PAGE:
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Journal American Rhododendron Society

Current Editor:
Dr. Glen Jamieson ars.editor@gmail.com


Volume 22, Number 2
April 1968

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Seven Dwarfs Without Snow White
Ruth M. Wood, St. Helens. Oregon

        Having been elected to draw up a slate of favorite dwarf rhododendrons I submit the following. Any list of favorites is a matter of personal selection. You may heartily disagree.
        R. williamsianum is a tightly compact spreading shrub. We prefer the lower form with pink fairy bell flowers, usually two or three to the truss. These are red in the bud. The new growth is a deep bronze color almost as delightful as the bloom. Some writers suggest that this plant needs pampering. Not so in our garden where it blooms in sun, part sun and shade.
        R. pemakoense is one of the most popular of pygmy rhododendrons although there is quite a large range in color of bloom. Pink is probably preferable. The leaves are bright green, up to one inch long. The plant is free flowering and most of the widely funnel shaped blooms open at once so that the foliage can hardly be seen.
        Flowering during February and March in the Pacific Northwest, R. leucaspis comes at a flower hungry time. The chocolate colored anthers contrast sharply with the flat creamy-white flowers borne doubly and sometimes triply on terminal branches. F. Kingdom-Ward in his book "Rhododendrons" has expressed the charm of this plant when he says, "...R. leucaspis will form a low, more or less rounded shrublet perhaps two feet across, a glorious sight when smothered under a drift of snow-white flowers; handsome too when the leaf buds, their scales silver-tipped, are breaking, the soft baby fingers, which are the newborn leaves, changing from bronze to mahogany red, and finally to the tart greenness of youth." Occasionally the bloom will be frosted but the plant is so interesting that this lapse can be forgiven.
        Early flowering R. megeratum should be grown in any garden that escapes spring frost. This stiffly branched compact mound, when mature, will be somewhat over one foot high. The rounded hairy leaves one-half to one inch long and about one-half inch wide with the, usually single, flat faced yellow flowers bearing chocolate anthers, form a cheery picture. The name means passing lovely. Along the east coast of the United States this plant is considered an ideal pot plant.
        R. trichostomum var. ledoides is more loosely twiggy than most of our favorites but the color range, white to rose, of the densely capitate truss formed from small tubular flowers is fascinating and a pleasing contrast to other rhododendron bloom. On casual observation the truss looks more like a daphne than the usual rhododendron. Given enough years this plant is a trifle tall for dwarf classification. Several of its progeny are delightful and not as tall.
        R. camtschaticum is a very attractive plant, deciduous, with spoon shaped hairy pale green leaves. It is usually about six inches high, never more than one foot, and spreads over the ground layering itself. The solitary flowers are rose colored and large for the plant. It is somewhat unique in bearing flowers on new wood, being deciduous and having the history of circling the globe around the Artic Ocean linking America with Asia. This is not an easy plant to grow but it is well worth a try. The foliage undergoes interesting color changes in the autumn before the leaves fall.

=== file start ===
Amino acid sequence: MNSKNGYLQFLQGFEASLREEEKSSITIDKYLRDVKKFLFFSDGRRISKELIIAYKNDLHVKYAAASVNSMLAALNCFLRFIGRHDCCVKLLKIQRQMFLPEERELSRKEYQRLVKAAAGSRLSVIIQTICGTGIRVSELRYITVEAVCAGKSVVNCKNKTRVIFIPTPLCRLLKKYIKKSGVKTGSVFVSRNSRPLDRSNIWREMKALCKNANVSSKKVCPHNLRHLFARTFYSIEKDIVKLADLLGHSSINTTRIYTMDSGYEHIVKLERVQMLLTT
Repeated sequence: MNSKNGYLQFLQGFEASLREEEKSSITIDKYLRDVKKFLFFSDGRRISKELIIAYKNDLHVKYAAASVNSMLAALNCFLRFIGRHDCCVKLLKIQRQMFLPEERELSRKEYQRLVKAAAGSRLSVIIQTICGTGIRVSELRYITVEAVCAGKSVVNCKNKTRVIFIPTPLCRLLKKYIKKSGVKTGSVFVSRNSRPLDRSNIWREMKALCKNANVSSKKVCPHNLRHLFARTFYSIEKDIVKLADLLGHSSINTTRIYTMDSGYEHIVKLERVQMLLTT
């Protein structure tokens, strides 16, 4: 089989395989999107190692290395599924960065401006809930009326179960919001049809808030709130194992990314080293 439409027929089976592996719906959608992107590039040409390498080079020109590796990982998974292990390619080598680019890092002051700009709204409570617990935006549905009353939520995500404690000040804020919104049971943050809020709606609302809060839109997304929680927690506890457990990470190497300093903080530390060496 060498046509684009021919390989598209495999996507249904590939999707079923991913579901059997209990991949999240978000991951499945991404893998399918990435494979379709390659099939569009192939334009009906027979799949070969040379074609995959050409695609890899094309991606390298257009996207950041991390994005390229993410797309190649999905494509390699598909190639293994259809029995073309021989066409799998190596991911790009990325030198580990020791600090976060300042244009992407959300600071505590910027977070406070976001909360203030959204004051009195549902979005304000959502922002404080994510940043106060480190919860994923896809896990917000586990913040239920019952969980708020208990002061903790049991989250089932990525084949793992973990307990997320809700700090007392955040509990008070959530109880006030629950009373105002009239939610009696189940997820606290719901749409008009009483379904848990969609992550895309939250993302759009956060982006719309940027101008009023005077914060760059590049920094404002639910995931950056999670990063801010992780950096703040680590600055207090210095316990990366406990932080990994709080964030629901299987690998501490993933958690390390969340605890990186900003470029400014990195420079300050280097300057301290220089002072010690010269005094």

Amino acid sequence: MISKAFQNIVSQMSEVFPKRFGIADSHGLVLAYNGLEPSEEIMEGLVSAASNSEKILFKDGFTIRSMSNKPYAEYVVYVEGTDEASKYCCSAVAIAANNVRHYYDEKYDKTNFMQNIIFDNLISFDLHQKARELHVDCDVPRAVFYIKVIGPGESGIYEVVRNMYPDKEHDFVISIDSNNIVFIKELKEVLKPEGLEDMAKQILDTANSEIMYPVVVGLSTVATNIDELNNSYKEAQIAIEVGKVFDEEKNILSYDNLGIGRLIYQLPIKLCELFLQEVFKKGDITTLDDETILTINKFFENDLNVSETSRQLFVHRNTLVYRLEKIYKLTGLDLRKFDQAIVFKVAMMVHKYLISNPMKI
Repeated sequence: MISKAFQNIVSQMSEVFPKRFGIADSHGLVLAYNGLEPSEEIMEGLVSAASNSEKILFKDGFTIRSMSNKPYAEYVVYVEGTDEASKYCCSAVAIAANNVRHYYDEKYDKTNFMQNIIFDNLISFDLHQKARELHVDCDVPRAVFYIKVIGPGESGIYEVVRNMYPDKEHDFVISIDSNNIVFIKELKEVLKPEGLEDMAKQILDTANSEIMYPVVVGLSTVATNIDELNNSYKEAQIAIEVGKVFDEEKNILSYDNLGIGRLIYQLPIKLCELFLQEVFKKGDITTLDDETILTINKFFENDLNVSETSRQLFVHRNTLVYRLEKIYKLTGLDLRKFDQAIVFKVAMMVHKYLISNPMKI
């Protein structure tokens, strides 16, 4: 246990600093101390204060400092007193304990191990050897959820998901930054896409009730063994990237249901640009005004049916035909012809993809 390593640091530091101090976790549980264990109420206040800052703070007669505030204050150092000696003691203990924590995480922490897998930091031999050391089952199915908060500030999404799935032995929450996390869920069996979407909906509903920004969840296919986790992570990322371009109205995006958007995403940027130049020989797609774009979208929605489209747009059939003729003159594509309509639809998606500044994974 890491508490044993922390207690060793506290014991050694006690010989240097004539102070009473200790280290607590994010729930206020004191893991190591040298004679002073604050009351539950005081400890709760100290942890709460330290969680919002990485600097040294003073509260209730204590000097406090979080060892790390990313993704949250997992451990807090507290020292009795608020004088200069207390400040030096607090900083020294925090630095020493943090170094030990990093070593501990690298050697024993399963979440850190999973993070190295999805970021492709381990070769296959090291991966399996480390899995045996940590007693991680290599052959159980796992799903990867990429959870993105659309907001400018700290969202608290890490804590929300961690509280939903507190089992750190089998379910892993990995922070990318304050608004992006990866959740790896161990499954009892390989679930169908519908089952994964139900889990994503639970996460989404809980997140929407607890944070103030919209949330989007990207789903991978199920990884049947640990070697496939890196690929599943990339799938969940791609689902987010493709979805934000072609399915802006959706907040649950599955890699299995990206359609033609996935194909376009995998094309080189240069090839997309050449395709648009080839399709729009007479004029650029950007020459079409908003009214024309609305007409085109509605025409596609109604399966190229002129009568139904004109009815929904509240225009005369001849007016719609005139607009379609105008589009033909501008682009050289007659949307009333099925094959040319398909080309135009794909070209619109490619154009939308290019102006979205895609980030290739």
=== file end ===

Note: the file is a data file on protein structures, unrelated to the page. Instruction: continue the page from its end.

R. radicans is a must for the rockery. It is prostrate, densely matted with narrow polished dark green leaves, a joy even if it never flowered. But the single purple flowers are borne well above the green mat and are an extra dividend. A close relative, R. keleticum, should also be in every rockery; the name means charming.
        I have listed my favorite dwarfs - seven of them - without changing my preference for the term pygmy. There were three runners up.
        R. hanceanum var. nanum is an excellent compact plant about six inches high with bronze color on the new growth. Although the books list the color of flower as yellow the plants grown in this area are only cream and there has been confusion in listing as var. nanum.
        R. glaucophyllum with the "old rose flushed magenta" small bell shaped flowers is delightful but there is no preference, personally, for the light pink forms. The aromatic leaves bearing both yellow and brown scales add interest.
        R. lepidostylum is outstanding as a foliage plant. Semi-deciduous, in spring it is a blue green mound. The leaves are fringed with silky white hairs. The flat, pale yellow twin flowers are attractive but not spectacular.
        R. repens (R. forrestii var repens) was not among the chosen in spite of the beauty of the prostrate creeping plant because it takes very long to flower and then it does so sparsely.
        R. sargentianum in a good yellow form is a lovely plant but it is very difficult to grow.
        Were we not daft about species some hybrids would probably have been included in the list. Had we a colder garden or a less mild climate this slate would have to be revised. R. megeratum and R. leucaspis would be beyond consideration. However, there is a wide range of possible selections in the sturdy Lapponicum series and one could spend measureless time on botanical differentiation. R. fastigiatum, R. chryseum, R. hippophaeoides and R. russatum are very good although care needs to be used in color selection. In our location the latter two reach the upper height of dwarfdom.


Volume 22, Number 2
April 1968

DLA Ejournal Home | QBARS Home | Table of Contents for this issue | Search JARS and other ejournals